One of the more difficult concepts in statistical analysis is the difference between importance and value.
Statistics can be very relevant when it comes to predicting success or failure in any one game or any one season. Yet, while those statistics are relevant, they may not be reliable. Reliability refers to how often those results can be replicated or in the case of sports how much control any individual or team has over creating the desired result.
In plain English, we know a few things about turnovers. We know that the team that commits the most turnovers in any one game is likely to lose that game. We know that if a team can consistently force the other team to turn it over then the team is likely to be more successful. If you read my last piece, you realize that this is not 100 percent, but nothing in life ever is.
So, the question left to be answered is how much control teams can have over the turnover margin. We know David Culley emphasized the football last season. We know Lovie Smith consistently preaches taking the ball away. Yet, if you listen to any coach speak long enough they will talk about protecting the football on offense and taking it away on defense. So, if everyone emphasizes it then does anyone really emphasize it?
Studying this over the long haul can produce one of four results. Teams can control how often they give it away, how often they take it away, both, or neither. If one of those is overwhelmingly true then teams can recalibrate and focus their energies where teams can exert a little more control.
As much as I would love to study all 32 teams, I decided to study just the AFC South since the Texans joined in 2002. We ended up looking at the number of wins each team had over the course of 20 seasons and then compared that to the number of turnovers they had on offense and the number of turnovers they were able to generate. Ideally, the results will line up with the best team also generating the most turnovers and making the fewest number of mistakes.
Indianapolis Colts: 201 wins, +75 turnover ratio, 439 turnovers, 514 forced turnovers
Tennessee Titans: 163 wins, 0 turnover ratio, 489 turnovers, 489 forced turnovers
Houston Texans: 139 wins, -39 turnover ratio, 486 turnovers, 447 forced turnovers
Jacksonville Jaguars: 118 wins, -52 turnover ratio, 494 turnovers, 442 forced turnovers
The results shouldn’t really surprise anyone. Over a long enough timeline, the survival rate drops to zero. Teams that win consistently look better doing it. The Colts have been the most consistent team in the division and they have consistently generated more turnovers than they’ve committed. The Titans have been an average team and they have a perfectly average turnover ratio. The Texans and Jaguars have struggled more than they’ve succeeded and the same is true in terms of turnovers.
So again, we get the same question we opened up with. Turnovers are certainly relevant and they have a heavy correlation with winning and losing. That’s not really the question. The question is how reliable they are. Can a team control how many times they turn it over or how many times they get the other team to turn it over?
Often times when we present the data in a different way it begins to make more sense. So, below are the same numbers simply expressed on a per season basis. I think the answer to our question is going to become more clear when we look at the data that way. So, essentially we are dividing every number by 20. We will simply round up to one decimal spot for simplicity sake.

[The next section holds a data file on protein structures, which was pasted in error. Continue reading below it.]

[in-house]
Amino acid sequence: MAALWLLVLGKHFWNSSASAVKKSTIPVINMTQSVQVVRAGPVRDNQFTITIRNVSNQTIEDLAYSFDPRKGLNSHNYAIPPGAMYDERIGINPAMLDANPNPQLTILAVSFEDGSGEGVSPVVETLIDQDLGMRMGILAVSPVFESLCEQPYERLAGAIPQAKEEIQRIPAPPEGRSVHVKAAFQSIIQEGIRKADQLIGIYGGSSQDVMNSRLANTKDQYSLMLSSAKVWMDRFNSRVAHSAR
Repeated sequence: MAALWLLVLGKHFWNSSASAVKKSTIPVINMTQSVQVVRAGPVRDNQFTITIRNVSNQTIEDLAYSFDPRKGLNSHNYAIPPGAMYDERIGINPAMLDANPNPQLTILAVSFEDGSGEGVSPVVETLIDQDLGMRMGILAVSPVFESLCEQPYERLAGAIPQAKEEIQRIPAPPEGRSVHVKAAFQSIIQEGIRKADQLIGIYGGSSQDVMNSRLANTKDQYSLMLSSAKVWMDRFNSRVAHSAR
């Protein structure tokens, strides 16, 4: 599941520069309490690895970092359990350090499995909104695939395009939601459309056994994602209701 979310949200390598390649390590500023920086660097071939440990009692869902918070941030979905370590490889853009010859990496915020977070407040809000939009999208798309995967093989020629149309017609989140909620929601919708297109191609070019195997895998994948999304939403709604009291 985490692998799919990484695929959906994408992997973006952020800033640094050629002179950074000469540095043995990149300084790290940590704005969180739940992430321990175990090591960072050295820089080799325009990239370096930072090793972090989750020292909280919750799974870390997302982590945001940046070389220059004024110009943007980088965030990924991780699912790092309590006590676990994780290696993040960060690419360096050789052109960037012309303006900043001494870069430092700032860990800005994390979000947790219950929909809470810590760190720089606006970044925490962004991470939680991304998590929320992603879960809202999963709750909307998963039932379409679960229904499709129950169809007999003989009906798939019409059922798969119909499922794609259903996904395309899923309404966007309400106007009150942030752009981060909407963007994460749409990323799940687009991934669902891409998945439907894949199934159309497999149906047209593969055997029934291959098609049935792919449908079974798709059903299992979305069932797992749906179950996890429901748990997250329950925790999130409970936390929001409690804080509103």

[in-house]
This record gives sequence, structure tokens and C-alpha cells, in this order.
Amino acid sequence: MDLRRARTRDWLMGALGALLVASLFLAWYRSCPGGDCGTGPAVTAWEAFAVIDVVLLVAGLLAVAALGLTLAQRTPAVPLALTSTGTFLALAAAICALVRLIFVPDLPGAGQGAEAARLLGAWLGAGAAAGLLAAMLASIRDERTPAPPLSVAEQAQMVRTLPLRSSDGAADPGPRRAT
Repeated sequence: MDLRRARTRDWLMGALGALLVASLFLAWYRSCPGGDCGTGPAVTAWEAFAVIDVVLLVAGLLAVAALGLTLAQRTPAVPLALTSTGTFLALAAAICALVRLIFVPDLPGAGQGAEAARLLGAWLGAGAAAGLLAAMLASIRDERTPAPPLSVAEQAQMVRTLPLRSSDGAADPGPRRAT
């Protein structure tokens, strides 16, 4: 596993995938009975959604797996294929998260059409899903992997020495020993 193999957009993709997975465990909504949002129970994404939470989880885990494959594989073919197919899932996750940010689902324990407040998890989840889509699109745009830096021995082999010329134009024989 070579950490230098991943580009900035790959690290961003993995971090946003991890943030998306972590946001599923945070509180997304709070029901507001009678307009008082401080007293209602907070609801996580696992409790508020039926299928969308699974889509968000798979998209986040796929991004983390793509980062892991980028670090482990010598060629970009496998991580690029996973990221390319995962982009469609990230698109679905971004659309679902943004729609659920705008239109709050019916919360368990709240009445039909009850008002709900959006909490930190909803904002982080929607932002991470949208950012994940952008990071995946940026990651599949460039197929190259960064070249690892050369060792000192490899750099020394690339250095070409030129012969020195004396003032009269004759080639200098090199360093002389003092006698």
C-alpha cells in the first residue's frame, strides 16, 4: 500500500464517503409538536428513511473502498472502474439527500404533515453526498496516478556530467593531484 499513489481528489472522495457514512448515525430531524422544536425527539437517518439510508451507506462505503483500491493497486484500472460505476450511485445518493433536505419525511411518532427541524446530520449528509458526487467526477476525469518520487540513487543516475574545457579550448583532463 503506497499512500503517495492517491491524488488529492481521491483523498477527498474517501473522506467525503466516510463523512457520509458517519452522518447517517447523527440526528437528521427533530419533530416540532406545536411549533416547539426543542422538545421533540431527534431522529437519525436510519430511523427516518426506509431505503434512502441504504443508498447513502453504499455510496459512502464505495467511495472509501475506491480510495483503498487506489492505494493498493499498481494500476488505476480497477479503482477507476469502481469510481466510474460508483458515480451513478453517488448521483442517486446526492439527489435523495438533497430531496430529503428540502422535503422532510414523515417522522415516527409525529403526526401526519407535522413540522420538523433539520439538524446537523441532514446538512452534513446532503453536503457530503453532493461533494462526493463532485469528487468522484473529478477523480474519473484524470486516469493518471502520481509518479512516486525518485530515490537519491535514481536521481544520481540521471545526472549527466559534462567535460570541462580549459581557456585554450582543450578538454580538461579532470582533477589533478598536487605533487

Indianapolis Colts: 10-6, +3.7, 22.0 turnovers, 25.7 forced turnovers
Tennessee Titans: 8-8, +0.0. 24.5 turnovers, 24.5 forced turnovers
Houston Texans: 7-9, -2.0, 24.3 turnovers, 22.3 forced turnovers
Jacksonville Jaguars: 6-10, -2.6, 24.7 turnovers, 22.1 forced turnovers
So, when you break things down into a person season format you can see how the margins between the four teams are relatively small. The last three teams pretty much have the same number of turnovers per season. That would seem to indicate that none of the three had a particularly large amount of control over how many times they turned the ball over. The Colts had a Hall of Famer for nearly half of those 20 seasons and a number one overall pick at quarterback for several more. Philip Rivers will be in the Hall of Fame as well some day.
They also managed to generate one more turnover per season than the Titans and three more than the Texans and Jaguars. That’s the cumulative effect of numbers over time. They often look more significant when added together. The Texans and Jaguars were really not all that much different even though the Texans have averaged one more win a season.
It’s hard to deny that there is something there. However, without studying every team for the past 20 years it is impossible to know exactly what’s there. Even then it can be hard to differentiate between what is skill and what is luck. This point is critically important because if the Texans are to improve they have to identify areas that are both meaningful and replicable.
Talking about generating turnovers and avoiding turnovers is nice, but maybe the Texans can add even 0.5 more yards per carry this year. Maybe they can get two or three more first downs per game this season. Maybe they can avoid leading the universe in three and outs. Maybe they can create more three and outs on the defensive end. Those are things that they ultimately can control. Those are things that can lead to more success. There is no doubt that games are won and lost through turnovers. There is doubt as to how much control teams have over that from game to game and season to season.